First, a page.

Table of Contents Author Guidelines Submit a Manuscript
International Journal of Antennas and Propagation
Volume 2014 (2014), Article ID 769816, 7 pages
http://dx.doi.org/10.1155/2014/769816
Research Article

Rectangular Ring Antenna Excited by Circular Disc Monopole for WiMAX System

1Faculty of Engineering, King Mongkut’s Institute of Technology Ladkrabang, Bangkok 10520, Thailand
2School of Information and Telecommunication Engineering, Tokai University, Kanagawa 259-1292, Japan
3Malaysia-Japan International Institute of Technology (MJIIT), Universiti Teknologi Malaysia, Kuala Lumpur 54100, Malaysia

Received 13 July 2014; Accepted 29 October 2014; Published 13 November 2014

Academic Editor: Giampiero Lovat

Copyright © 2014 Souphanna Vongsack et al. This is an open access article distributed under the Creative Commons Attribution License, which permits unrestricted use, distribution, and reproduction in any medium, provided the original work is properly cited.

Abstract

This research presents a rectangular ring antenna excited by a circular disc monopole (CDM) mounted in front of a square reflector. The proposed antenna is designed to cover a frequency range of 2.300–5.825 GHz and thereby is suitable for WiMAX applications. Multiple parametric studies were carried out using the CST Microwave Studio simulation program. A prototype antenna was fabricated and experimented. The measurements were taken and compared with the simulation results, which indicates good agreement between both results. The prototype antenna produces an impedance bandwidth ( < −10 dB) that covers the WiMAX frequency range and a constant unidirectional radiation pattern ( and ). The minimum and maximum gains are 3.7 and 8.7 dBi, respectively. The proposed antenna is of compact size and has good unidirectional radiation performance. Thus, it is very suitable for a multitude of WiMAX applications.

1. Introduction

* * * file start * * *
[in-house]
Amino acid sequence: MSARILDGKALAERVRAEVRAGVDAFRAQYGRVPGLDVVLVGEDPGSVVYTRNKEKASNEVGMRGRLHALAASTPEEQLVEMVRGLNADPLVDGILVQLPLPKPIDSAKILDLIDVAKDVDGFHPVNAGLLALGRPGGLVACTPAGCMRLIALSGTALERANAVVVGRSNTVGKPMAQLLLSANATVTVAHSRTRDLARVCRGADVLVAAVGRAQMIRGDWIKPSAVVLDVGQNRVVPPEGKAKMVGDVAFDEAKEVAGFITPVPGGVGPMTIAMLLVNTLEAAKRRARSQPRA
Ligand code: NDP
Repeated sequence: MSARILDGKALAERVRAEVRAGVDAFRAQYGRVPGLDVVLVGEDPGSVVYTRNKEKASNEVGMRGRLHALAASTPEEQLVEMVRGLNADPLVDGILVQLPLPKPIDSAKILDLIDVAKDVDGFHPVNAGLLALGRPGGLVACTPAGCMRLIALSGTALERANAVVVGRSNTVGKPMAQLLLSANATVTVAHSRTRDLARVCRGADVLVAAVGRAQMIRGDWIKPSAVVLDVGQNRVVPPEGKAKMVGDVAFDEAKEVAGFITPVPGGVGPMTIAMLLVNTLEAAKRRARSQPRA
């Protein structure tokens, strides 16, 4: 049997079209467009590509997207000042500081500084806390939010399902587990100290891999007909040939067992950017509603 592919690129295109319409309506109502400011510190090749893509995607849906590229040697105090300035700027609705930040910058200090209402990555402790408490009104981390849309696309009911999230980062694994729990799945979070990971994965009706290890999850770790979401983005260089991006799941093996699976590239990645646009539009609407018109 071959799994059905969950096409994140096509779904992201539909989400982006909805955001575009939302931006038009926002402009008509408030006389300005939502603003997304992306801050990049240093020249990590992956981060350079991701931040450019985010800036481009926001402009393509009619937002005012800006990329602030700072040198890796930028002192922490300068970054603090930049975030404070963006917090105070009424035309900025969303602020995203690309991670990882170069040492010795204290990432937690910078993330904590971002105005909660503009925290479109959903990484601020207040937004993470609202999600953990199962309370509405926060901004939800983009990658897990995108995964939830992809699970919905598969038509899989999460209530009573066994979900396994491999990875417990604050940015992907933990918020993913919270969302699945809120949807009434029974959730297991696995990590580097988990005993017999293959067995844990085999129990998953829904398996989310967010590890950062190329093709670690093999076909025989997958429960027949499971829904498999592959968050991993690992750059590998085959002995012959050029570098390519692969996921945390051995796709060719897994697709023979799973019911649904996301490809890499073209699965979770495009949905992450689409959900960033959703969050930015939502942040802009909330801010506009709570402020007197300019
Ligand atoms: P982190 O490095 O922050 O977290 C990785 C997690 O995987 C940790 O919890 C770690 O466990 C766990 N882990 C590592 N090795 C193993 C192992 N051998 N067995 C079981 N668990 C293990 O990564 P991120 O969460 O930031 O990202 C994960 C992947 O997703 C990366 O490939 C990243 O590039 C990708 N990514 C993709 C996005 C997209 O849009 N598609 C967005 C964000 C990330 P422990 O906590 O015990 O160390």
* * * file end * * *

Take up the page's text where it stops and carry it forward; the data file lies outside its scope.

Besides an integral part of wireless communications, a wideband antenna is a crucial technology in the short-range, high-speed, and indoor wireless communications. According to [14], the WiMAX frequency bands are classified into three frequency bands of 2.500–2.690 GHz, 3.400–3.690 GHz, and 5.250–5.850 GHz (2.5/3.5/5.5 GHz). Over the past decades, a greater number of countries have utilized cellular base stations for installation of WiMAX antennas. Moreover, advances in mobile communications technology and rapid urbanization help promote the growth of indoor base stations, for example, in buildings, underground train systems, and tunnels. One distinct characteristic of indoor base stations is their omnidirectional radiation pattern, which is however their main drawback since an omnidirectional antenna can cover a limited circular area. This renders the omnidirectional antenna unsuitable for applications in the environment characterized by long and confined spaces in which a unidirectional antenna is more appropriate. In addition, unidirectional antennas are applicable to point-to-point communications. In these environments, for example, streets, highways, tunnels, and corridors, a unidirectional or bidirectional antenna performs better than an omnidirectional antenna [511]. To generate a unidirectional beam, a planar reflector [12, 13], corner reflector [14, 15], parabolic reflector [16], or conical reflector [17] was used with an omnidirectional monopole antenna. The unidirectional bandwidth is narrow and could be enhanced by replacing the linear monopole with a surface monopole, for example, circular, triangular, square, or rectangular monopole [1822].